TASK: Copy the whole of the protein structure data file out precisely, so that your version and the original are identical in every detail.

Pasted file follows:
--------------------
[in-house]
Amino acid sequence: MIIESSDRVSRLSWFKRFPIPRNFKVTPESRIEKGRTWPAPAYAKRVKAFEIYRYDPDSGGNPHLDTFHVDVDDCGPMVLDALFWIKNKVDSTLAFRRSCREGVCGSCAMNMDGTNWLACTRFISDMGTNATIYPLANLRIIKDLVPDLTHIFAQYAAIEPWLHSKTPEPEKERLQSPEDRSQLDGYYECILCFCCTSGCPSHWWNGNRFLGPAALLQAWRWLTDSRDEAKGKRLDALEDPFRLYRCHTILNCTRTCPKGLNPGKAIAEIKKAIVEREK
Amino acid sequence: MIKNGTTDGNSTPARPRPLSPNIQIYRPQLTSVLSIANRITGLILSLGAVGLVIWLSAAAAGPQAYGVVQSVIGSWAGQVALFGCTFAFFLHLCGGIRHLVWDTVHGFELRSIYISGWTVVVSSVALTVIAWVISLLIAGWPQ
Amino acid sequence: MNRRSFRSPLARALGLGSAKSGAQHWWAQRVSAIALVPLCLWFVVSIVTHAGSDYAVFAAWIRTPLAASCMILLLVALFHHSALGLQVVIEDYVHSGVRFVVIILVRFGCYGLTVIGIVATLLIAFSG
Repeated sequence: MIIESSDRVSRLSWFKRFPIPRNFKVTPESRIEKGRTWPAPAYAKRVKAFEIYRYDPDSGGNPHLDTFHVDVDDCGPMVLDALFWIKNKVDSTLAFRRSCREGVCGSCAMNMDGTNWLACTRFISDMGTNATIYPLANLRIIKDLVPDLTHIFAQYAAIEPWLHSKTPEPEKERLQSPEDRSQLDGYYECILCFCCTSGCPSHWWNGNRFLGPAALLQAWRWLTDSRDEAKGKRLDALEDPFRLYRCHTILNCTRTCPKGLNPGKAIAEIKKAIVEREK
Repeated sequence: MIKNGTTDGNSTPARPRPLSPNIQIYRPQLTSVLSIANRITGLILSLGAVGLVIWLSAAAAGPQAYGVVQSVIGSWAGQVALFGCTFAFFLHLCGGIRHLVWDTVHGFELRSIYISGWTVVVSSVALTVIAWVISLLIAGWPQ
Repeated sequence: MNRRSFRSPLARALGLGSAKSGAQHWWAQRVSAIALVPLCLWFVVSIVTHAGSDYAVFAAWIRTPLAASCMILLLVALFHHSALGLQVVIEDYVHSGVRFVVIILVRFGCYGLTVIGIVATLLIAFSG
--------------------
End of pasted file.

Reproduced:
[in-house]
Amino acid sequence: MIIESSDRVSRLSWFKRFPIPRNFKVTPESRIEKGRTWPAPAYAKRVKAFEIYRYDPDSGGNPHLDTFHVDVDDCGPMVLDALFWIKNKVDSTLAFRRSCREGVCGSCAMNMDGTNWLACTRFISDMGTNATIYPLANLRIIKDLVPDLTHIFAQYAAIEPWLHSKTPEPEKERLQSPEDRSQLDGYYECILCFCCTSGCPSHWWNGNRFLGPAALLQAWRWLTDSRDEAKGKRLDALEDPFRLYRCHTILNCTRTCPKGLNPGKAIAEIKKAIVEREK
Amino acid sequence: MIKNGTTDGNSTPARPRPLSPNIQIYRPQLTSVLSIANRITGLILSLGAVGLVIWLSAAAAGPQAYGVVQSVIGSWAGQVALFGCTFAFFLHLCGGIRHLVWDTVHGFELRSIYISGWTVVVSSVALTVIAWVISLLIAGWPQ
Amino acid sequence: MNRRSFRSPLARALGLGSAKSGAQHWWAQRVSAIALVPLCLWFVVSIVTHAGSDYAVFAAWIRTPLAASCMILLLVALFHHSALGLQVVIEDYVHSGVRFVVIILVRFGCYGLTVIGIVATLLIAFSG
Repeated sequence: MIIESSDRVSRLSWFKRFPIPRNFKVTPESRIEKGRTWPAPAYAKRVKAFEIYRYDPDSGGNPHLDTFHVDVDDCGPMVLDALFWIKNKVDSTLAFRRSCREGVCGSCAMNMDGTNWLACTRFISDMGTNATIYPLANLRIIKDLVPDLTHIFAQYAAIEPWLHSKTPEPEKERLQSPEDRSQLDGYYECILCFCCTSGCPSHWWNGNRFLGPAALLQAWRWLTDSRDEAKGKRLDALEDPFRLYRCHTILNCTRTCPKGLNPGKAIAEIKKAIVEREK
Repeated sequence: MIKNGTTDGNSTPARPRPLSPNIQIYRPQLTSVLSIANRITGLILSLGAVGLVIWLSAAAAGPQAYGVVQSVIGSWAGQVALFGCTFAFFLHLCGGIRHLVWDTVHGFELRSIYISGWTVVVSSVALTVIAWVISLLIAGWPQ
Repeated sequence: MNRRSFRSPLARALGLGSAKSGAQHWWAQRVSAIALVPLCLWFVVSIVTHAGSDYAVFAAWIRTPLAASCMILLLVALFHHSALGLQVVIEDYVHSGVRFVVIILVRFGCYGLTVIGIVATLLIAFSG